California Politics: So many cash rebate plans in Sacramento

The California State Capitol in Sacramento.
(Gary Coronado / Los Angeles Times)

By the time California’s budget plans are squared away in July, one thing is almost certain: Billions of dollars in excess tax revenues are going back into the pockets of some of the state’s residents.

The fact that a huge tax rebate is both doable and broadly supported says a lot about how much has changed in Sacramento over the past decade. Hardly any members of the Legislature have been around long enough to remember the anguish and anger of the state’s deficit-ridden past.

Instead, it’s an era of plenty. Under a new estimate released Thursday, the state may have close to $70 billion by next summer in unallocated, discretionary funds — and that’s after setting aside revenues earmarked for public schools and the state’s main cash reserve. (These numbers, once adjusted for final data on April tax collections, could go up.)

It’s sparked an interesting debate about not only which Californians deserve a stipend but whether the state’s response to high gas prices and rising inflation should provide temporary help pretty much across the board.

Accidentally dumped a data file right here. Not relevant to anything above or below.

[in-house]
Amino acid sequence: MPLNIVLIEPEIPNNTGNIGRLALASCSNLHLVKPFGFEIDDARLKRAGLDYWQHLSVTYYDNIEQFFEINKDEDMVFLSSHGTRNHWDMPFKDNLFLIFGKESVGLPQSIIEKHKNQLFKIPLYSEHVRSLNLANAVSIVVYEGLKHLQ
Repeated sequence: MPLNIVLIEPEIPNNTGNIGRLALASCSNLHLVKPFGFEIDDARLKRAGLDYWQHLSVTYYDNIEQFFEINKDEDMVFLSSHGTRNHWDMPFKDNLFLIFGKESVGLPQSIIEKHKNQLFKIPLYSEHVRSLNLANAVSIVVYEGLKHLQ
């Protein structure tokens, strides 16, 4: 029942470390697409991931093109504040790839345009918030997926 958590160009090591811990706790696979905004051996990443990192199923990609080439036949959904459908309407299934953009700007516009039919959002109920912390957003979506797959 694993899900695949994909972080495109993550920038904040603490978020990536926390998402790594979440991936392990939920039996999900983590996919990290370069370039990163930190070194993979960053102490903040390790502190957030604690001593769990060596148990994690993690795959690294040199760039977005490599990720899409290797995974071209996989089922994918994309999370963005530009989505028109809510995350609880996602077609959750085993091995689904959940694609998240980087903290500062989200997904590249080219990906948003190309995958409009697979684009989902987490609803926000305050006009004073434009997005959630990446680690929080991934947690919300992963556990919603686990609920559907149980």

Four ideas for handing out cash

Two new proposals for sending out rebate checks landed at the statehouse Thursday, joining the fray with Newsom’s plan and another legislative effort, both unveiled in March.


The four efforts all fall within a relatively narrow range in terms of cost, with price tags between $8 billion and $9 billion. All are also one-time deals, although the proposal announced Thursday by a bipartisan group of legislators draws out the length of overall benefit by suspending the state’s excise tax on gasoline for a year. The other three plans would give Californians a single, lump-sum cash payment.

Two of the legislative plans would broadly dole out money to taxpayers, while Newsom’s version seeks to attach the rebate to vehicle ownership. The bipartisan relief would presumably be aimed at anyone who pays for gas at the pump in California, regardless of residency or whose car is being fueled.